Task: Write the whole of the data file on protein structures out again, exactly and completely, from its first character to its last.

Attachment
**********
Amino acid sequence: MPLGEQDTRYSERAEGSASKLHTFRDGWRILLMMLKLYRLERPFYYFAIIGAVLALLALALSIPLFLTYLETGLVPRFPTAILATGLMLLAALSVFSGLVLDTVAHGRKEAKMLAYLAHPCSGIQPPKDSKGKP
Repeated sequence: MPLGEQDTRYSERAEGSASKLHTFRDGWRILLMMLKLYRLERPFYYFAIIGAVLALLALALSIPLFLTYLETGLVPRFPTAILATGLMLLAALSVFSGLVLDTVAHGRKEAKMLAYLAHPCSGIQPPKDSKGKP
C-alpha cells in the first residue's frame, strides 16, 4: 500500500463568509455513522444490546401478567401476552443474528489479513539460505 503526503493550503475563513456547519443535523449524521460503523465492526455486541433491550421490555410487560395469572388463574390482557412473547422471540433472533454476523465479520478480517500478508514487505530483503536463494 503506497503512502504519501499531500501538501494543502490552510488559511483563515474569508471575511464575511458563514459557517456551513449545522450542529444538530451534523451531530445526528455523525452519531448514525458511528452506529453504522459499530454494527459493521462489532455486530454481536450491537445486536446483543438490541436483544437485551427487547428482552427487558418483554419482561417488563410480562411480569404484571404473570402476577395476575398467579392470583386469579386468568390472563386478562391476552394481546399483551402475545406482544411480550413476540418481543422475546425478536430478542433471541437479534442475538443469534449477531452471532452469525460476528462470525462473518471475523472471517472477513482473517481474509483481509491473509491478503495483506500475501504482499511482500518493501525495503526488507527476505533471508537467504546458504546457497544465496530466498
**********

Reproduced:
Amino acid sequence: MPLGEQDTRYSERAEGSASKLHTFRDGWRILLMMLKLYRLERPFYYFAIIGAVLALLALALSIPLFLTYLETGLVPRFPTAILATGLMLLAALSVFSGLVLDTVAHGRKEAKMLAYLAHPCSGIQPPKDSKGKP
Repeated sequence: MPLGEQDTRYSERAEGSASKLHTFRDGWRILLMMLKLYRLERPFYYFAIIGAVLALLALALSIPLFLTYLETGLVPRFPTAILATGLMLLAALSVFSGLVLDTVAHGRKEAKMLAYLAHPCSGIQPPKDSKGKP
C-alpha cells in the first residue's frame, strides 16, 4: 500500500463568509455513522444490546401478567401476552443474528489479513539460505 503526503493550503475563513456547519443535523449524521460503523465492526455486541433491550421490555410487560395469572388463574390482557412473547422471540433472533454476523465479520478480517500478508514487505530483503536463494 503506497503512502504519501499531500501538501494543502490552510488559511483563515474569508471575511464575511458563514459557517456551513449545522450542529444538530451534523451531530445526528455523525452519531448514525458511528452506529453504522459499530454494527459493521462489532455486530454481536450491537445486536446483543438490541436483544437485551427487547428482552427487558418483554419482561417488563410480562411480569404484571404473570402476577395476575398467579392470583386469579386468568390472563386478562391476552394481546399483551402475545406482544411480550413476540418481543422475546425478536430478542433471541437479534442475538443469534449477531452471532452469525460476528462470525462473518471475523472471517472477513482473517481474509483481509491473509491478503495483506500475501504482499511482500518493501525495503526488507527476505533471508537467504546458504546457497544465496530466498